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The big story about small stories: Narratives of crime and terrorism

Wilson, John and Stapleton, Karyn (2010) The big story about small stories: Narratives of crime and terrorism. Journal of Sociolinguistics, 14 (3). pp. 287-312. [Journal article]

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DOI: 10.1111/j.1467-9841.2010.00446.x


The 'big story/small story' distinction has emerged as a discrete approach to narrative analysis. Proponents of this approach are critical of the 'big stories' elicited by structural analysts, which they see as highly structured narratives of past experiences, typically elicited in an interview context. In contrast, they highlight the importance of studying the fragmented, contextualised 'small stories' that arise in everyday conversation/interaction. We question the basis of this distinction and we suggest that it unnecessarily proliferates analytic categories. Further, we suggest that the methodologies followed by 'small stories' analysts are often similar to those used to elicit 'big stories' and are hence open to similar criticisms; in particular, a failure to fully consider the issue of (contextual) naturalism. Drawing on interviews of crime/terrorism in Northern Ireland, we show how these data comprise both 'big stories' and 'small stories' within the same context and often within the same narrative.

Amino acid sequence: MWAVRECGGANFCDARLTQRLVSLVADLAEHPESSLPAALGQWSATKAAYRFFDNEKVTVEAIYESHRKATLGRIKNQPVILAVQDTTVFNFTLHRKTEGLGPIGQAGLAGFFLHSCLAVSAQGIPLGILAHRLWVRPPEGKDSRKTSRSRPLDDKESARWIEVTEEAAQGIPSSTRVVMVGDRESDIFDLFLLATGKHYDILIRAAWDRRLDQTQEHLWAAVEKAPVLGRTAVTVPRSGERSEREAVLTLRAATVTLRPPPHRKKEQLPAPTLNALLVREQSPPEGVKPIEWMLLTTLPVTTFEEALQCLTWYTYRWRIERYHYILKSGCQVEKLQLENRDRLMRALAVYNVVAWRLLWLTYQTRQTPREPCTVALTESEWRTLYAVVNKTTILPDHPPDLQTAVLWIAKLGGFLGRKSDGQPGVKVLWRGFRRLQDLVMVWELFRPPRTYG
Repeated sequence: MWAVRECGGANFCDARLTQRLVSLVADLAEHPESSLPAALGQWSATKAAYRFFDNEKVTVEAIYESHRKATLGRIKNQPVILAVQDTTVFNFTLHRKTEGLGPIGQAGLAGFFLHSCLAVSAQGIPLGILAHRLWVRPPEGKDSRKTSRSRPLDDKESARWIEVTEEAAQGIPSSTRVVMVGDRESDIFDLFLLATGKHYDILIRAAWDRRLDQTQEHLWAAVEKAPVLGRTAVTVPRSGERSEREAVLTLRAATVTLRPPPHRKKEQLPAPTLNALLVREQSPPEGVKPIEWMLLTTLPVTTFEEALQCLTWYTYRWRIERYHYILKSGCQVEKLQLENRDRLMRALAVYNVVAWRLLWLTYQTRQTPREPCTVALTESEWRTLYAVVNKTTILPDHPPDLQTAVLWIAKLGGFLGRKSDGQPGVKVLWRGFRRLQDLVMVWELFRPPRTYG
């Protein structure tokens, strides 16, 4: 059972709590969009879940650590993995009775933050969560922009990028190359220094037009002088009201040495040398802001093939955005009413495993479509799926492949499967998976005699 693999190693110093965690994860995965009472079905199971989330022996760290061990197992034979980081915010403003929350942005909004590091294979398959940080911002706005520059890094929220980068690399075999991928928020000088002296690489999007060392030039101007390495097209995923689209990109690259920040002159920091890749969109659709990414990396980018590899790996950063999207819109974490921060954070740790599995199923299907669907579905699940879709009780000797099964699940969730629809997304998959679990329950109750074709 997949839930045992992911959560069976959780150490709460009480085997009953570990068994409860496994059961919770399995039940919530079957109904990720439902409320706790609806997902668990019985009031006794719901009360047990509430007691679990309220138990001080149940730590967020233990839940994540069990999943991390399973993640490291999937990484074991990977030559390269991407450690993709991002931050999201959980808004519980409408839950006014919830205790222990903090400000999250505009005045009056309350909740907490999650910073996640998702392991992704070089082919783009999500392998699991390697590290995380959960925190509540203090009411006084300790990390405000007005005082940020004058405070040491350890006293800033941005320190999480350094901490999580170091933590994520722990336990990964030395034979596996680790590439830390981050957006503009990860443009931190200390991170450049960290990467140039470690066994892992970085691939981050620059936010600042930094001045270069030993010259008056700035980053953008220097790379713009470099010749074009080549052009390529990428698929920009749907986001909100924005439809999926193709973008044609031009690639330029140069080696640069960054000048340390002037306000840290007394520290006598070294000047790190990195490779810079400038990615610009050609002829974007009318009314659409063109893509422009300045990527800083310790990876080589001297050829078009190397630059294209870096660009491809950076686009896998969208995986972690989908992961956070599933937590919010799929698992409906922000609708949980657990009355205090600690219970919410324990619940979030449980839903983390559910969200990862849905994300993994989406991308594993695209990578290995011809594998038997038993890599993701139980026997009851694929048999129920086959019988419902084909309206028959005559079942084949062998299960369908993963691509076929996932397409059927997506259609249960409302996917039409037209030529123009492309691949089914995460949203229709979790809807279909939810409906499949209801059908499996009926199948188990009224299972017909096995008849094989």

Item Type:Journal article
Keywords:Big stories • small stories • narrative • interview • contextual naturalism • observer's paradox
Faculties and Schools:Faculty of Social Sciences
Faculty of Social Sciences > School of Communication
Research Institutes and Groups:Institute for Research in Social Sciences
Institute for Research in Social Sciences > Communication
ID Code:14721
Deposited By: Dr Karyn Stapleton
Deposited On:03 Aug 2010 12:06
Last Modified:06 Nov 2012 11:49

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